Other states and territories currently considering introducing such legislation include Queensland, SA, Victoria and the NT.
Difficulties of criminalising coercive control
Part of the difficultly of criminalising coercive control is spelling out in legislation where coercive control becomes a criminal act or a sign of violence to come. As the CPS in the UK explains, ‘there might be confusion about where the ‘appropriate’ dynamic of a relationship ends and where unlawful behaviour begins’.
The difference is that, while in some relationships there may be times when one person takes control of a situation or makes a decision on behalf of their partner, in an abusive relationship decisions made by the dominant partner can become rules that have severe consequences for the victim who breaks them.
However, as Jess Hill points out, ‘[E]ven if we could find a reliable way to criminalise this behaviour, how might a survivor prove that in so many ways they were trapped – even though it looked to the world like they could have just left?’
In jurisdictions that have already criminalised coercive control, there has been difficulty in prosecuting offences involving non-physical manifestations of violence. For example, in Tasmania the two offences introduced in 2005 have rarely been used and challenges around enforcement have been identified.
Another reason for reluctance to criminalise coercive control is the danger it could present for victims. In particular, critics point to the harm it could cause Aboriginal and Torres Strait Islander women, who are already over-policed, fearful of child protection services, and often misidentified as perpetrators and criminalised when they themselves are the victims of domestic abuse.
The Safe & Together Model in Australia
It was recently announced that judges in the Family Court and Federal Circuit Court will receive training run by the US Safe & Together Institute.
The Safe & Together Model, which uses a ‘behavioural approach to mapping patterns of abuse on the way families function’, is both highly regarded and endorsed by many domestic violence experts in Australia.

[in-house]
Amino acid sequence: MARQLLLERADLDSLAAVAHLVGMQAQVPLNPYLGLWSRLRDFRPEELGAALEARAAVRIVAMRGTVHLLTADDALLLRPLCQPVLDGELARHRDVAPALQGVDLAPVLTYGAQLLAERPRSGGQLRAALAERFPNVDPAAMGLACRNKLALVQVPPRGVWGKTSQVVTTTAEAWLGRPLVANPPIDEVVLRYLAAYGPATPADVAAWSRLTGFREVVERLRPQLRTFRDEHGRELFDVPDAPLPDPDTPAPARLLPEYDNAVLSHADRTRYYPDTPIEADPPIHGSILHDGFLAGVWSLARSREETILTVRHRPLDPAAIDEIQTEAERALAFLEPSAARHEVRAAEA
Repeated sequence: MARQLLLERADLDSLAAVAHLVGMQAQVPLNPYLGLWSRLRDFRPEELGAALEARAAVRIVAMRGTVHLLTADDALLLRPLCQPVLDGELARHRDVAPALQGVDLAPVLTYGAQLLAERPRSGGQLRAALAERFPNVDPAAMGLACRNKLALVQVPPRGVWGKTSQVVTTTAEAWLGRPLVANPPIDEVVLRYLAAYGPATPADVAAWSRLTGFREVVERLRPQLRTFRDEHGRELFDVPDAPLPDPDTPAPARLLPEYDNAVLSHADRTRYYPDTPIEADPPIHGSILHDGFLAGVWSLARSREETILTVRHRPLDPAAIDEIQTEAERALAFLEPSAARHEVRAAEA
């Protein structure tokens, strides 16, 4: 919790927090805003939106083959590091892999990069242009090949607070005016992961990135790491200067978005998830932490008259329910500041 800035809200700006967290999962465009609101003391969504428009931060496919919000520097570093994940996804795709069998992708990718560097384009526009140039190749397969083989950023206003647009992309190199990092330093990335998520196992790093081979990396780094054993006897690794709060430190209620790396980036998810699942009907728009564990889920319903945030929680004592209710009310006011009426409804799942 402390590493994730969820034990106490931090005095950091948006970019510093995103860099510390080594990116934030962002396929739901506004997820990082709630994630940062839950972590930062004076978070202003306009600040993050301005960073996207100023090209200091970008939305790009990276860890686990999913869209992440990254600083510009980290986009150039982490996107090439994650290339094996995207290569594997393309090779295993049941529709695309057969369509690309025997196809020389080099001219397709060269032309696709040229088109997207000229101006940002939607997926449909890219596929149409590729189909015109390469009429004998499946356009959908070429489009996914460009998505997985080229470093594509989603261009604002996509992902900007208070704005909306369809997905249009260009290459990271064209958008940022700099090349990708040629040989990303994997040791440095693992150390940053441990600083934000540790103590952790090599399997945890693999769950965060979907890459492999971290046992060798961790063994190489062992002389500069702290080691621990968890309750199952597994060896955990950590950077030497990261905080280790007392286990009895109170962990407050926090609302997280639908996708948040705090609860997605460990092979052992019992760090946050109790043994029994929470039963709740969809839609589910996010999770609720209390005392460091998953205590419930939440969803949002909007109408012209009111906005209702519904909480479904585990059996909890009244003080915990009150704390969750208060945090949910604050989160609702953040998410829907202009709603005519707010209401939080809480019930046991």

This is a positive step in Australia’s path towards recognising and addressing coercive control, particularly given that Scotland, which has had the greatest success with the criminalisation of coercive control, had similar training for its own judges.
Finding the best way to deal with coercive control as a society is complicated, with critics fearful that criminalisation has the potential to cause further harm to victims, particularly First Nations women and women from minority groups. As an alternative to criminalisation, there have been recommendations for investment in front-line services that will truly aid victims.
Despite the diverse views on how to deal with the problem of coercive control in our communities, there is no doubt that the increased public and political attention and discussions in Australia are an important first step towards helping victims and survivors.
This is an edited version of an article first published at Stacks Law.
The views and opinions expressed in these articles are the authors' and do not necessarily represent the views and opinions of the Australian Lawyers Alliance (ALA).
 CPS, Controlling or coercive behaviour in an intimate or family relationship, 30 June 2017.
 L Cormack, ‘Coercive control: Inquiry hears pros and cons and why UK model may not work in NSW’, SMH, 22 February 2021.
 M Davis and E Buxton-Namisnyk, ‘Coercive control law could harm the women it’s meant to protect’, SMH, 2 July 2021.
 J Hill, See What You Made Me Do: Power, Control and Domestic Abuse, Black Inc, 2019, 7.
 Family Court of Australia, , (Media release, 21 April 2021).